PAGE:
“Support from the NEH provides funding as the college continues to develop innovative educational opportunities for Lehigh students and surrounding communities,” he said. “It is acknowledgment of the hard work by all of the faculty in Africana Studies and recognizes their efforts to develop interdisciplinary education and scholarship in an inclusive and diverse setting.”
Each semester, Lehigh’s Africana Studies courses draw hundreds of graduate and undergraduate students from disciplines across the university to explore public concerns and social justice issues. Since the Africana Studies cluster was established, both course offerings and student enrollments have increased significantly. In academic year 2014-15, Africana Studies faculty and affiliate faculty taught 445 undergraduate and graduate students in 35 classes on diverse topics.
The program also welcomes the public to campus events, accepts invitations for faculty to speak at local high schools, facilitates programs at churches and works with community leaders in law enforcement, politics and education. A public lecture series developed with Lehigh’s Martin Luther King Jr. Committee also provides the program with a forum to interface with the community. Among those hosted by the MLK committee were scholar-activist Angela Davis and the Rev. Jesse Jackson.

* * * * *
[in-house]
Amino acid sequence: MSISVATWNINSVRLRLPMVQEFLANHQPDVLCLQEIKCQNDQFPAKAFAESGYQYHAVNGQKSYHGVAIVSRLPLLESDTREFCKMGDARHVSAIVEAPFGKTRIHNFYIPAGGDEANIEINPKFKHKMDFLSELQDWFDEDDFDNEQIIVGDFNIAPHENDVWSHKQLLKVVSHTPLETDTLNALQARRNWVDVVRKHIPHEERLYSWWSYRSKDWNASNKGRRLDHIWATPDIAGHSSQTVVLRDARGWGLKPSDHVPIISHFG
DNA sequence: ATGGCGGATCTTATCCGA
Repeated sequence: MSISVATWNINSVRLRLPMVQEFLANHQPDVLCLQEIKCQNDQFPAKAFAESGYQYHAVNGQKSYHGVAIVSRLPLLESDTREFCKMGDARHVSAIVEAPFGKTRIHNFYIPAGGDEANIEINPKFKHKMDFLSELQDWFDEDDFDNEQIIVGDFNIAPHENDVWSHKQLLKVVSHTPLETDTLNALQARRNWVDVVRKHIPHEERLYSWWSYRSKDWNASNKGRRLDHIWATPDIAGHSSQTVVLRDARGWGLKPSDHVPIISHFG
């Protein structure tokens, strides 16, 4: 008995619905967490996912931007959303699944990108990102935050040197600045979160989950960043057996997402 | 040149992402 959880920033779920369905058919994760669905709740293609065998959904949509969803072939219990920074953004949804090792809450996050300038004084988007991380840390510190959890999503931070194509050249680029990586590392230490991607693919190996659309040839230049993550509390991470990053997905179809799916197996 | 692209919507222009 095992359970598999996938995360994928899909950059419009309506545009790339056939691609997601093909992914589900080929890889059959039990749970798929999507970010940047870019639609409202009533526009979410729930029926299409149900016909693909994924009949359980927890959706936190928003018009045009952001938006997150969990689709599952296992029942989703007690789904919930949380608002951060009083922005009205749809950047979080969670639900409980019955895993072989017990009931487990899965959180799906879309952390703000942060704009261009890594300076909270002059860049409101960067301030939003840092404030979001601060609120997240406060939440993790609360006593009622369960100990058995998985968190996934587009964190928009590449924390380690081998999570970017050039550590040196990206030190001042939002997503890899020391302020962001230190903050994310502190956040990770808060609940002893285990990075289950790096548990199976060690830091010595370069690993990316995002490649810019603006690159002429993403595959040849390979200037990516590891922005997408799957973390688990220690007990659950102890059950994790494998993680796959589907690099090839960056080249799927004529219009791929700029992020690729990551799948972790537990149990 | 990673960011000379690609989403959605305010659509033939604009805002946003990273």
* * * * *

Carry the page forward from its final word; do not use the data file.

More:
If you would like to learn more about the NEH Challenge Grant or become engaged with the Africana Studies Public Humanities Initiative at Lehigh University, contact Kelly Stazi, director of development, at firstname.lastname@example.org or 610-758-2824.
The National Endowment for the Humanities, created in 1965, supports research and learning by funding high-quality projects in fields that include history, literature, philosophy and archeology. In announcing its latest grant recipients, the NEH said the projects that were chosen will strengthen the nation’s cultural fabric and identity.